Over the past 35 years, Louisburg, N.C.'s Freddie Branch and the Singing Stars
(pictured) have become known as one of the hardest working gospel groups around. During that time, they shared the stage with every major gospel group in the country and developed a reputation for putting on "house wrecking" shows. There's certainly much to recommend their shows, so the only question is: Why are they appearing at the Cat's Cradle? "Rock 'n' roll is nothing but secular gospel music anyway," says Steve Mann of Happyland Records, the Chapel Hill-based label that the group currently calls home (their latest Happyland release is called "Something Got a Hold on Me"). After all, Little Richard, Sam Cooke, James Brown, Aretha Franklin and George Clinton all had strong gospel roots, he points out. Bringing a gospel show to the Cradle shows rock fans where rock music learned its power and passion, and simultaneously brings a bigger audience to gospel music. If you don't know where to find this music in the black community, the Cat's Cradle show is an opportunity to hear some gospel jam in a place anyone can find. Freddie Branch and the Singing Stars share the bill with the Parkton, N.C.-based group The Gospel Four, a multigenerational country blues-based gospel group. Come experience the raw power of gospel music this Saturday, July 21. Call 967-9053 for details.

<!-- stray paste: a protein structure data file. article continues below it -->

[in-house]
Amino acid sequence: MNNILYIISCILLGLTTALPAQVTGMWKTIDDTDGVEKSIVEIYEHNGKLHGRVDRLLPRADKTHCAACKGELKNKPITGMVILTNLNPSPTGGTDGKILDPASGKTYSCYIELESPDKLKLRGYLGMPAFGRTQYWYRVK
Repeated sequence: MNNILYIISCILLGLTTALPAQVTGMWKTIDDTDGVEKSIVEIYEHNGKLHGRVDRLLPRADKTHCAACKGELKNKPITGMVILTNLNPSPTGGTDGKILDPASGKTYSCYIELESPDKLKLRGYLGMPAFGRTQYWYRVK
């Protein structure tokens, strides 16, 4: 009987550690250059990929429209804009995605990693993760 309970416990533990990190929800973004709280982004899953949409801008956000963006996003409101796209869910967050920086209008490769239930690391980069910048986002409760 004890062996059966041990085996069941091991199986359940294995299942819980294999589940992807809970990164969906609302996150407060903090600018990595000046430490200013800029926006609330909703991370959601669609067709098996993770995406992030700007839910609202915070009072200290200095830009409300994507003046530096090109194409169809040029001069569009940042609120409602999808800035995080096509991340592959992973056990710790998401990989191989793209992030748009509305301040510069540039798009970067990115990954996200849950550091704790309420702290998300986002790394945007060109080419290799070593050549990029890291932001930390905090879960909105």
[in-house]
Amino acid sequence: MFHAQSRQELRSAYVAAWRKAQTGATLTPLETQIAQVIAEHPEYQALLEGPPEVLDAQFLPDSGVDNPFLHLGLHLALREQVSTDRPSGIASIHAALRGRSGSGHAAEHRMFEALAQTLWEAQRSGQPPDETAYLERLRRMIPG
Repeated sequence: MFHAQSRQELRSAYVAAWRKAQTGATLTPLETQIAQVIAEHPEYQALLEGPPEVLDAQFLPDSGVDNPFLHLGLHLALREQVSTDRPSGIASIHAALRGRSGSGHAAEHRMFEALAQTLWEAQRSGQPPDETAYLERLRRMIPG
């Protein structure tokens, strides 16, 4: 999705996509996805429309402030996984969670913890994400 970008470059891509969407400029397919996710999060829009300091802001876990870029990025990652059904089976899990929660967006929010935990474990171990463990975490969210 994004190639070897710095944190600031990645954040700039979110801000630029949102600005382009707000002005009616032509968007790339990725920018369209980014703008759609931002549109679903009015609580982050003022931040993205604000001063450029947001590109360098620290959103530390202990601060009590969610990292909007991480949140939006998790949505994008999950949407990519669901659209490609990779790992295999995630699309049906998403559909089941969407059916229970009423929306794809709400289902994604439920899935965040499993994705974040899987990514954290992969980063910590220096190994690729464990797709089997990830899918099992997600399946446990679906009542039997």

Also at Cat's Cradle this week: The Scaries and Sorry About Dresden will be appearing with Late Night Television, a band formed by Matt Kelley, the founder and owner of Route 14 Records, based in Philly. Route 14 is one of those little labels that, through that strange sort of serendipity so prevalent in the music biz, has somehow become associated with the N.C. scene, releasing records by the Scaries, Sorry About Dresden and other N.C. bands like Strunken White. Come see the label mates bonding at the Cat's Cradle this Friday, July 20. Call 967-9053 for details.